The headline says it all. If the leaders of the UK and its great mate the US don’t come up with immediate financial assistance the number in the headline could be the latest addition to the job loss figures in the British motor industry. The so called big 3 Ford, GM and Chrysler will attempt to convince the US congress that a rescue plan really is the only way to save the ailing giants and so reduce the affect of a global meltdown in the trade.
The losses experienced by these companies reach into several billions of pounds and will reverberate around the world. Ford are now desperately trying to offload its Volvo brand but unless the emerging new breed of motor manufacturers in China come to the party who else will be interested or capable of taking over a brand that customers will not be flocking to support in the current economic conditions?

British car leaders will again plead with business secretary Mandelson to allow them emergency funding from the central bank, but the £4bn needed to steer them through the crisis is not likely to be met totally or maybe even partially if the performance of this government is anything to go by.

The situation has not been helped by the overheating of the car market in the last few decades with car manufacturers sacrificing everything in its relentless drive for market share, at the expense of dealer autonomy and ever increasing prices putting massive pressure on the franchised network to deliver unrealistic sales targets.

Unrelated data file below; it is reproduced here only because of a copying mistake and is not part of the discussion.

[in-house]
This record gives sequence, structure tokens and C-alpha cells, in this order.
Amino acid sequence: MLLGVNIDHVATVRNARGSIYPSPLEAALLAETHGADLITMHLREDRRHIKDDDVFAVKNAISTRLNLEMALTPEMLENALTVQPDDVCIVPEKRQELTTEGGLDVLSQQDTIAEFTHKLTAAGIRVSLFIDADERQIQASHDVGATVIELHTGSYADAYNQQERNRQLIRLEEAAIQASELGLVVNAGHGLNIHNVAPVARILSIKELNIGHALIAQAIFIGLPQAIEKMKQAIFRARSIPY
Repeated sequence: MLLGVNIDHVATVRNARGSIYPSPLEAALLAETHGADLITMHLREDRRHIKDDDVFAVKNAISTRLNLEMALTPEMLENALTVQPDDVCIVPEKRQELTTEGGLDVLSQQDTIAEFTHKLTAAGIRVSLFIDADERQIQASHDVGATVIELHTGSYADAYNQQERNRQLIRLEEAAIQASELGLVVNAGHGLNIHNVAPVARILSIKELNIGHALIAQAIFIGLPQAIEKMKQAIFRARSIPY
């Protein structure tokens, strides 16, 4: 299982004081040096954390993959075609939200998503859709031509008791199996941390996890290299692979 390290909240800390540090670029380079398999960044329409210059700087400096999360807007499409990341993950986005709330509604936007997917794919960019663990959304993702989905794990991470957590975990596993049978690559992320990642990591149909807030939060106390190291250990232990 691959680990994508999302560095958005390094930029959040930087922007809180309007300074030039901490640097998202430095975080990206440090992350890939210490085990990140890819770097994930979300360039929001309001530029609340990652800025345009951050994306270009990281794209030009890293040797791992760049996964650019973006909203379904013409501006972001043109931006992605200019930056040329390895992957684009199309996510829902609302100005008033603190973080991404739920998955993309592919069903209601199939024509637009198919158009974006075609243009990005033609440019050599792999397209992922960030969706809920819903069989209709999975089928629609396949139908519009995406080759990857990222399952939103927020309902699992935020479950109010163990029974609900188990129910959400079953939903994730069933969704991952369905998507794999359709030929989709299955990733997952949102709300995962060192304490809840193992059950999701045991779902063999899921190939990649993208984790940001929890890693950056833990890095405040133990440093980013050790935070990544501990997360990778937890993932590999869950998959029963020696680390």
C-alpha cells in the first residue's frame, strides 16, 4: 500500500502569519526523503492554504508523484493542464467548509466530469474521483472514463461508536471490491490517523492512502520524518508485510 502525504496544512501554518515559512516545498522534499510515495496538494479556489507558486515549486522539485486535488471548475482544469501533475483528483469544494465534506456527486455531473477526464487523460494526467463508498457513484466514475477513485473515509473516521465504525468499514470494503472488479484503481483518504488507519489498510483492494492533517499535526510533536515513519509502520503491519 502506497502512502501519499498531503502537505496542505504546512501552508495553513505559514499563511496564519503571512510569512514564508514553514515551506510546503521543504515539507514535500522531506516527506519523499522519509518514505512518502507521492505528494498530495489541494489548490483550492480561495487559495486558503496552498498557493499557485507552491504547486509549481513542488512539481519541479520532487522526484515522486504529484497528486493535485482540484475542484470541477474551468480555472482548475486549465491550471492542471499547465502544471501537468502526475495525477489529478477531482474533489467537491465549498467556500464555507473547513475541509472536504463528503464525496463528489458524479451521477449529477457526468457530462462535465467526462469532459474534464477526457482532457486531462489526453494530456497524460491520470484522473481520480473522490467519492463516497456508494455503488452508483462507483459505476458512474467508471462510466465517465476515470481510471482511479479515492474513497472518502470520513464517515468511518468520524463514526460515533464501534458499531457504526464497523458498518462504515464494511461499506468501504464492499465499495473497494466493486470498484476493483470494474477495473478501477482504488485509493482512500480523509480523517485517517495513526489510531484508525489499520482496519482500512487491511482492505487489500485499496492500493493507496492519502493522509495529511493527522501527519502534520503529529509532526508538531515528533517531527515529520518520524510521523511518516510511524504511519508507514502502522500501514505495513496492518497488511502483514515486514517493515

Will this crisis lead to motor trade Armageddon and will we subsequently witness a new more sensible approach to car production, with eco-cars leading the way in terms of price and development?

Will the constant drain on certain manufacturers to relentlessly quench the thirst of the market for quick changes – where almost before a customer has had his first service he discovers that his car is out of fashion and pathetically de-valued – slow to a more manageable and realistic level?

Out of the ashes will there be a new breed of car maker who will embrace genuine partnerships with their franchise businesses and will this ultimately lead to consumers finally getting a great experience which justifies the investment expected of these businesses?

Most importantly will there be enough skilled, quality people left to deliver this service?

This is a very real threat and if 28,000 people do lose their jobs the simple truth is someone will go down in history as having stood by and let the trade die.

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